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With central bank comments out of the way, markets have been left to focus on earnings. Leaving aside a poor run of form for tech firms that only got worse with Google and Microsoft last night, the general tone of earnings season has been positive. Having taken out 6600 it seems as if the FTSE 100 is still in the mood to push higher, with today’s losses just being a blip in what looks to be an extended rally.
Aside from Vodafone, investors have been left bereft of corporate results in any meaningful form, and so have turned to defensives as they look to trim positions at the end of a busy week. ARM Holdings has been hit hard by Microsoft’s poor showing last night, but given that Microsoft only has 2% of the tablet market and ARM supplies has most of the rest, the market should not be unduly worried about the outlook for the company.
Fresnillo has shaken off the worst of the morning’s fall, meaning that the company is still up a healthy 4.6% for the week. Such bounces for the company are usually short-lived, however, and the shorters might look to take advantage of the bounce to get back on what has been a sustained downtrend.
Having escaped unscathed through two days of Q&A for Ben Bernanke, investors are just happy to get to Friday in one piece. That said, the outlook in earnings and economic terms looks better, and the market seems much more relaxed about the taper than it was a month ago. Central bank communication is a dark art, but Bernanke seems to be a past master.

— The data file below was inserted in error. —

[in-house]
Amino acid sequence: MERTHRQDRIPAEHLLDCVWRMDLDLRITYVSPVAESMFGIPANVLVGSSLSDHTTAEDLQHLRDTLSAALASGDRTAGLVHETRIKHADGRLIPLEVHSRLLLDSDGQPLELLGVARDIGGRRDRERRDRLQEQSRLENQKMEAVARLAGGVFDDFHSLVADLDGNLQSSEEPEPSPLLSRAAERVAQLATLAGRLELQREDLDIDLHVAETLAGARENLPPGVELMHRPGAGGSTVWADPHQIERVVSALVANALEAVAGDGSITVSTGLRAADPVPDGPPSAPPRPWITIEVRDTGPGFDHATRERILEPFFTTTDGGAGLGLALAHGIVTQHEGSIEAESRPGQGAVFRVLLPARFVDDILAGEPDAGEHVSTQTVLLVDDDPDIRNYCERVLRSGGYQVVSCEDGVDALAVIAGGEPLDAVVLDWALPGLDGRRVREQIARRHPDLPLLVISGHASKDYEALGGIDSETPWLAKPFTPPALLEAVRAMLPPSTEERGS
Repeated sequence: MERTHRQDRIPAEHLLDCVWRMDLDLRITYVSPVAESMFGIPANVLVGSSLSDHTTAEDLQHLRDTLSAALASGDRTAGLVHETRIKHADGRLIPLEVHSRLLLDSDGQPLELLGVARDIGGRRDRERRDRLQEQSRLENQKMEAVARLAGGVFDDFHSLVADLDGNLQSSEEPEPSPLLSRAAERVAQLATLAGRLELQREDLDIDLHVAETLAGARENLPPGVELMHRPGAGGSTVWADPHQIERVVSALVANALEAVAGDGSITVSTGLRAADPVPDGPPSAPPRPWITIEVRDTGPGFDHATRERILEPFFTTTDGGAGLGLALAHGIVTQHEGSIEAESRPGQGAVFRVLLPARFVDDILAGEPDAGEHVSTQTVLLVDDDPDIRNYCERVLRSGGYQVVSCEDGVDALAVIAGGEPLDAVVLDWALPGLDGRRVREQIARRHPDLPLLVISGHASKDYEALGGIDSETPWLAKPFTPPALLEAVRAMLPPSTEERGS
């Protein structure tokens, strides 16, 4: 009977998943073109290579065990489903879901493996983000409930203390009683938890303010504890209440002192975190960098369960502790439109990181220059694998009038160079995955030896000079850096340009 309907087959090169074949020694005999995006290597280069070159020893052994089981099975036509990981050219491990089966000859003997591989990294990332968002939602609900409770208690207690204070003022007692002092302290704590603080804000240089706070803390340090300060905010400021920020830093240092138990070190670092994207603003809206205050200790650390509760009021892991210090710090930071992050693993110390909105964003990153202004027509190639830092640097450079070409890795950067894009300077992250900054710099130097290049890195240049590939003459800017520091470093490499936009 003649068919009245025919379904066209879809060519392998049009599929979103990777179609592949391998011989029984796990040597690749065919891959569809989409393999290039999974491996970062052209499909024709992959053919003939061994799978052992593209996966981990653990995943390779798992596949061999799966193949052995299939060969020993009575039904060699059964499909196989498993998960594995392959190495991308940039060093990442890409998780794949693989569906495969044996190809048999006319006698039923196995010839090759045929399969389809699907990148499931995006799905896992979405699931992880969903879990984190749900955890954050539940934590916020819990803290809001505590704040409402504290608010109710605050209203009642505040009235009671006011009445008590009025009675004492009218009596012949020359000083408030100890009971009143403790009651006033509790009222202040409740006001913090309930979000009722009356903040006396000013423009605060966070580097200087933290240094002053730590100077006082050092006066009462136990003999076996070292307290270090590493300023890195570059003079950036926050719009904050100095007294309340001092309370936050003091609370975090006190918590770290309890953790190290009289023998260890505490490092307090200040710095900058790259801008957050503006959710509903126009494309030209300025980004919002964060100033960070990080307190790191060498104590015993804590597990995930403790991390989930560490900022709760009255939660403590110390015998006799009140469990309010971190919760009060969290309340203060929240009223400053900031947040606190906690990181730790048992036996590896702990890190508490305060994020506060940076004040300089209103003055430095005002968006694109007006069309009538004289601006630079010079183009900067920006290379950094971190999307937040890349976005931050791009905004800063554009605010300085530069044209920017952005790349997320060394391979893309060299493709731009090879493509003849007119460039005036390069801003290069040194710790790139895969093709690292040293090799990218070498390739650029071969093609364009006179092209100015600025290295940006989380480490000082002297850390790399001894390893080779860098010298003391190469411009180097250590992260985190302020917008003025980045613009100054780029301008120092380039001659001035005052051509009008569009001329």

For the umpteenth time in recent days, gold is edging back towards $1300 an ounce. The metal still doesn’t seem like it wants to go above this level, and the lack of any real QE-related commentary from Bernanke means that the metal is now becalmed. Like many miners however, gold still seems to be resting before a fresh lurch lower, in which case sub-$1200 comes into play.
The US dollar has failed to build on recent gains today, running into the sand thanks to a lack of data and absence of any fresh news from the Federal Reserve. Over the weekend the main action will likely be concentrated in USD/JPY, where fresh elections loom, but even if the incumbent party fails to make progress it is unlikely to dent the current fixation with fresh easing efforts. Japan has a big mountain to climb to restore its economy, and we are only at the beginning of the process.